A Love Letter from the Beloved Deciple

One of my favorite passages in the bible is the first paragraph of 1 John.  AsThe Beloved Disciple you read it you feel as if you are sitting there with John as he tells you about a good friend–a man he spent three years of his life with. He also wants you to know he’s is not just a man. His good friend is also the eternal son of God.  There is an authenticity to his words:

That which was from the beginning, which we have heard, which we have seen with our eyes, which we have looked at and our hands have touched—this we proclaim concerning the Word of life. The life appeared; we have seen it and testify to it, and we proclaim to you the eternal life, which was with the Father and has appeared to us. We proclaim to you what we have seen and heard, so that you also may have fellowship with us. And our fellowship is with the Father and with his Son, Jesus Christ. We write this to make our joy complete. 1 John 1:1-4, NIV

John makes it immediately clear that he was an eyewitness to Jesus’ ministry.  “That… which we have heard, which we have seen with our eyes, which we have looked at and our hands have touched…”. You can’t put it more strongly. He’s saying: Listen, I was there. I heard this man. I saw him. I touched him. I testify to it.

But, he’s not just talking about the time spent with Jesus in the midst of his earthly ministry. It would be no news to say you heard and saw and touched a mere man. He also speaks of the time he spent with Jesus after his resurrection.  His good friend was tortured and killed. His hope that Jesus was the promised Messiah was crushed on that cross with him.

But, his hope was restored when he saw him again. Jesus was just as real to John in the forty days he spent with his disciples after his resurrection as he was during the years prior. John now proclaims with certainty that Jesus was with the Father from the beginning of time–that He is the Word of Life–the eternal Word of God.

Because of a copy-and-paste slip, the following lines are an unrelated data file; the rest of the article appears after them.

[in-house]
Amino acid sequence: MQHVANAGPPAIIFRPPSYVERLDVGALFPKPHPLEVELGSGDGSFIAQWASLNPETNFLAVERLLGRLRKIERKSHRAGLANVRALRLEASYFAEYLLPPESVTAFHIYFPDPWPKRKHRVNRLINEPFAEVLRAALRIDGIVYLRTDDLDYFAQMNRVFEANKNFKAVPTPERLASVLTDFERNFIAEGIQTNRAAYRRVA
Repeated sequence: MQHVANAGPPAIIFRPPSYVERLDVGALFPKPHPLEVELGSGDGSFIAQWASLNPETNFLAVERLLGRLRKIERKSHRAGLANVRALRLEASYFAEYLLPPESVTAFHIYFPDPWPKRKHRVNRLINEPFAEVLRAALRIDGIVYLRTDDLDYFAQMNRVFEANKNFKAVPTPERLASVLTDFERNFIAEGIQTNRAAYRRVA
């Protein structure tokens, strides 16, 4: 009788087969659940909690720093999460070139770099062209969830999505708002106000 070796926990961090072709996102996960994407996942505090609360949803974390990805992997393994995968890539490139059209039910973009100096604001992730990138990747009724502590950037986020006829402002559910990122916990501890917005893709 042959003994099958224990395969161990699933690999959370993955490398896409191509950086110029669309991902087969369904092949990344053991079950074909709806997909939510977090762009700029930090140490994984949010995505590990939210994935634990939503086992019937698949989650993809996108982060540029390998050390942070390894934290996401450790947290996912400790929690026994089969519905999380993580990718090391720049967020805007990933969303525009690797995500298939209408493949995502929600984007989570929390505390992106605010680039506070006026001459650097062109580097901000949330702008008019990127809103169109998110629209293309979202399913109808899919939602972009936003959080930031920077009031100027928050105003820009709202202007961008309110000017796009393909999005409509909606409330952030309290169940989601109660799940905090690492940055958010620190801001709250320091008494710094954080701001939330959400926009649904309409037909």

John finishes the introduction to his first epistle letting us know why he is writing–and wouldn’t you feel the same way. He wants so badly for you to experience the joy he and his fellow disciples do, and to share in the fellowship they have with the creator of the universe.

What’s one of your favorite passage of the Bible, and why?



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4 Responses to “A Love Letter from the Beloved Deciple”


  • Comment from Due Respect

    Nice Rick.

    I can’t explain why this particular passage speaks to me, but I absolutely love the parable about the Pharisee and the Tax Collector:

    He also told this parable to some who trusted in themselves that they were righteous and regarded others with contempt: Two men went up to the temple to pray, one a Pharisee and the other a tax collector. The Pharisee, standing by himself, was praying thus, “God, I thank you that I am not like other people: thieves, rogues, adulterers, or even like this tax collector. I fast twice a week; I give a tenth of all my income.” But the tax collector, standing far off, would not even look up to heaven, but was beating his breast and saying, “God, be merciful to me, a sinner!” I tell you, this man went down to his home justified rather than the other; for all who exalt themselves will be humbled, but all who humble themselves will be exalted. Luke 18:9-14

    • Comment from Rick Yuzzi

      I like that one, too. It really gets to the heart of how holy God is, and what he looks for from us, which is a humble and contrite heart. To Him, all our righteous acts are like filthy rags. To think we’re better than others because of our good works, or because there is a particular sin or sins that we don’t happen to commit is kind of comical considering how far we all are from God’s perfect righteousness without Jesus.

      • Comment from Due Respect

        I think that’s a good point. We certainly can’t get into heaven based on the merit system. However, I don’t mean to dismiss the good works of Christians since, of course, “You shall know them by their fruits.” Good works, I suspect, are a natural outgrowth of Christian faith. But the admonishment in Luke against righteousness and regarding others with contempt, regardless of the reason, is what stands out for me.